Epsilon Aurigae Campaign 2009

This web site was created by Jeffrey L. Hopkins and Dr. Robert E. Stencel in May of 2006. It is acting as the International Epsilon Aurigae Campaign Web site for the 2009 - 2011 eclipse of the star system. The periodic Campaign Newsletters are edited by Jeffrey Hopkins with Dr. Robert Stencel as Coeditor. The site is hosted and maintained by the Hopkins Phoenix Observatory.

The Eclipse is over!

Final Newsletter #24 Now Available!

Complete UBVRcIcJH Band Photometric Analysis of 2009-2011 Eclipse

Images of all Analysis Plots



American Astronomical Society Meeting Summer 2013

Giants of Eclipse Meeting: Monterey, California 28 July - 2 August 2013

This meeting welcomes observers, analysts, theorists, spectroscopists and photometrists. It will examine, probe, debate and perhaps solve some of the mysteries which the many series of detailed high-quality data reveal about these and similar systems, and will seek to define the next generation of observational programs within an era of large-scale surveys.

Eclipsing binaries as astrophysical calibrators
Stellar chromospheres and coronae Imaging, interferometry; magnetism, spectropolarimetry
Modelling, binary evolution and mergers, with special emphasis on
Zeta Aurigae binaries and atmospheric eclipses
Epsilon Aurigae: new observations, interpretations

Workshop sessions each afternoon will also feature special-interest discussions of selected phenomena, data, methods, instrumentation, etc.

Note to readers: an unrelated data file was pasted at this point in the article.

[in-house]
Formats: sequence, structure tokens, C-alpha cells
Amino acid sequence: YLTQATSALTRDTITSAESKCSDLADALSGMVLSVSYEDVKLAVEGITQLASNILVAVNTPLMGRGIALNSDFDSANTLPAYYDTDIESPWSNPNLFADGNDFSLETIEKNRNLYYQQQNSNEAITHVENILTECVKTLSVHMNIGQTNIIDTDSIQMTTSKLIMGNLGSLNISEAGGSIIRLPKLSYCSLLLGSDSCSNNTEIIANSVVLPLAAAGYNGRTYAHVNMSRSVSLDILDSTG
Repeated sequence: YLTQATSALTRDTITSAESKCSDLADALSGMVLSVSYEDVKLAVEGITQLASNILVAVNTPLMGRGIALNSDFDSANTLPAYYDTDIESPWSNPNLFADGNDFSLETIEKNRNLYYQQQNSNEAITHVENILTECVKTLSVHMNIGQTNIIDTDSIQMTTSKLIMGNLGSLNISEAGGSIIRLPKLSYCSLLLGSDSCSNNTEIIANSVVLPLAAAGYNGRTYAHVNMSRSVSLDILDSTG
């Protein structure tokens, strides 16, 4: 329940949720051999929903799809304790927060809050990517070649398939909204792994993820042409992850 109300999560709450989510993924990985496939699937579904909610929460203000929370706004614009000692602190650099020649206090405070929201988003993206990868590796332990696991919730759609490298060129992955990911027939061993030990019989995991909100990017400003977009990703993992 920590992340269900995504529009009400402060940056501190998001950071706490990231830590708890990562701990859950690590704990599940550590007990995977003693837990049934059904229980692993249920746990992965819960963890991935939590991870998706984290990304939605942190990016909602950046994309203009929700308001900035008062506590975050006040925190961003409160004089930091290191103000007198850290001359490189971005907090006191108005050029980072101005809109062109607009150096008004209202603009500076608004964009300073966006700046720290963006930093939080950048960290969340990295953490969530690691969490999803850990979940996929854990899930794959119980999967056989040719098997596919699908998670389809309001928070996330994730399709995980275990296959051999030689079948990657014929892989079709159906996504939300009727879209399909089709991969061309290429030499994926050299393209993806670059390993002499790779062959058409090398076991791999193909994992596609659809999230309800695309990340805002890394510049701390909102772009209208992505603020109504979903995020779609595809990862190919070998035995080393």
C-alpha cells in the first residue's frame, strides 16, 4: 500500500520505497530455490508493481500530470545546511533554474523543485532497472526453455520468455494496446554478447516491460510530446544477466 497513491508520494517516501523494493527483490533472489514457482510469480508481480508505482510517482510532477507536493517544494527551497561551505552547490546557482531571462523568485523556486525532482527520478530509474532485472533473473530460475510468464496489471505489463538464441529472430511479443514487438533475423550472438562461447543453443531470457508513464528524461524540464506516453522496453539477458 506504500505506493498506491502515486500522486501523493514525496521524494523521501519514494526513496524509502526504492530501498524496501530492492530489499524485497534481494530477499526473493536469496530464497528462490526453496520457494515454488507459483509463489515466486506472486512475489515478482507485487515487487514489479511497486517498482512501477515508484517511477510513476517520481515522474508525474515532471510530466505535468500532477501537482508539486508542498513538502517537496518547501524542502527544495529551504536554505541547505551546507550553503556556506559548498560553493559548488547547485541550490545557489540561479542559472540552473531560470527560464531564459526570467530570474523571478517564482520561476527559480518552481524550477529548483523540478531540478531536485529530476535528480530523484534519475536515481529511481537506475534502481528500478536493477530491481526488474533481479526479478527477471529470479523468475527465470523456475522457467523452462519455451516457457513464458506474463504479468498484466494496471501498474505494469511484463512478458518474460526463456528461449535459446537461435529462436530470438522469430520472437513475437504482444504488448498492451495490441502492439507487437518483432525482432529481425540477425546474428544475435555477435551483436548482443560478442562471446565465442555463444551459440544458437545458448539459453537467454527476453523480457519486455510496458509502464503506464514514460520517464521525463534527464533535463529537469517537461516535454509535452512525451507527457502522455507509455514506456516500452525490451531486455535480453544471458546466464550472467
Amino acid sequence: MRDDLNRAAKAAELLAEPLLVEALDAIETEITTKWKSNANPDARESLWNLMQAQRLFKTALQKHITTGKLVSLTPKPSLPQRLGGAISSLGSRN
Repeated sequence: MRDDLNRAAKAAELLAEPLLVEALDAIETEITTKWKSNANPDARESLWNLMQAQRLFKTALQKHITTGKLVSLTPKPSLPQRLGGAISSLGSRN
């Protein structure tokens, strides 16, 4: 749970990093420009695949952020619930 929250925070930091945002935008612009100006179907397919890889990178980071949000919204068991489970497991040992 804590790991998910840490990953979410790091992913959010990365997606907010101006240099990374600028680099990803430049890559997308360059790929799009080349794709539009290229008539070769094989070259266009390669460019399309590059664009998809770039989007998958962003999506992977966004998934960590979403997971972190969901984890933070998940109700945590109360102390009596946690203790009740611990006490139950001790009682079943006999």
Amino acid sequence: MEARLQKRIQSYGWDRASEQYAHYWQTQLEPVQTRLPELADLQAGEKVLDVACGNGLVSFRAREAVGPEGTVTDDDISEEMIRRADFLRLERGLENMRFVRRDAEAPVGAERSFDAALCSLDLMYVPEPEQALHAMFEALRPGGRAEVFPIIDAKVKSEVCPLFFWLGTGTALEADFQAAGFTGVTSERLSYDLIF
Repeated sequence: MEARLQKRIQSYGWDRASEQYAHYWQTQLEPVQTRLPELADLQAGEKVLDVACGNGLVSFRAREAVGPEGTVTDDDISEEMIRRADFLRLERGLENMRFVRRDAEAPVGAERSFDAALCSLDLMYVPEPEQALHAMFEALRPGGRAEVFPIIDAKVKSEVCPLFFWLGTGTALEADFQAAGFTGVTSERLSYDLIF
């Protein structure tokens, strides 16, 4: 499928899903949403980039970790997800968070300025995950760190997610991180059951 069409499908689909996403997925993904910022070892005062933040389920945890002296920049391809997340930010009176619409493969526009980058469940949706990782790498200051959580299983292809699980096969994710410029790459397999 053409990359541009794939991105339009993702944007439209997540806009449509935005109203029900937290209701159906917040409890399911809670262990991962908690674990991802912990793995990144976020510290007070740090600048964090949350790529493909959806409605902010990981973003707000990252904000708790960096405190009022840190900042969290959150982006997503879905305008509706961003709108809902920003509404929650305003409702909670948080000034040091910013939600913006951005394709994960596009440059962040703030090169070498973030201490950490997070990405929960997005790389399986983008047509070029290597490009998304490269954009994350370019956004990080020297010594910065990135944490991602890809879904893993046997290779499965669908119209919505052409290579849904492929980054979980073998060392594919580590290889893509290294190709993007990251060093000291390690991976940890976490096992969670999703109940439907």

Epsilon Aurigae Star System

The epsilon Aurigae system is among the most interesting eclipsing star systems. It has puzzled astronomers for nearly 200 years. It is a bright star (3rd magnitude) located about 3 degrees southwest of Capella and eclipses once every 27.1 years. It is at the vertex of a triangular group of stars known as "The Kids". Zeta Aurigae, another interesting long-period eclipsing binary, makes up one of the other two stars.

What makes this star system so intriguing is not just its long period but the length of its eclipse, what happens during the eclipse and what happens out-of-eclipse. The eclipse lasts nearly two years which with the 27.1 year period means the eclipsing body must be gigantic. There have been no satisfactory explanations for this. To make matters even more interesting, there seems to be a mid-eclipse brightening. How can this be? One explanation, according to James Kemp, is that the eclipsing body is a giant cloud of gas enclosing two small stars in orbit around each other. These stars sweep out an area in the middle. It would be a bit like a giant donut. This donut must be tilted such that as it eclipses the primary star, the system's total light decreases and the "donut-hole" allows some of the primary star's light to sneak through at mid-eclipse.

To try to unravel this system's mystery, a concentrated effort was undertaken during the 1982-1984 eclipse. Hundreds of astronomers, amateurs and professionals, from around the world, observed the eclipse. Space born satellites observed in the ultraviolet and infrared. Ground based observations were photometric, spectroscopic, and polarmetric. Photometric observations were made with UBV filters, narrow band filters, and at wavelengths into the far infrared. Despite the concentrated efforts, epsilon Aurigae remains a mystery. The secondary eclipse was due to occur around 1996/1997. Detection of the secondary eclipse light variation is on the order of the out-of-eclipse variations. This makes separating the two periods very difficult. An effort is underway to try to predict the pulsations through continuing observations. If these pulsations can be predicted, observation of the secondary eclipse may be possible.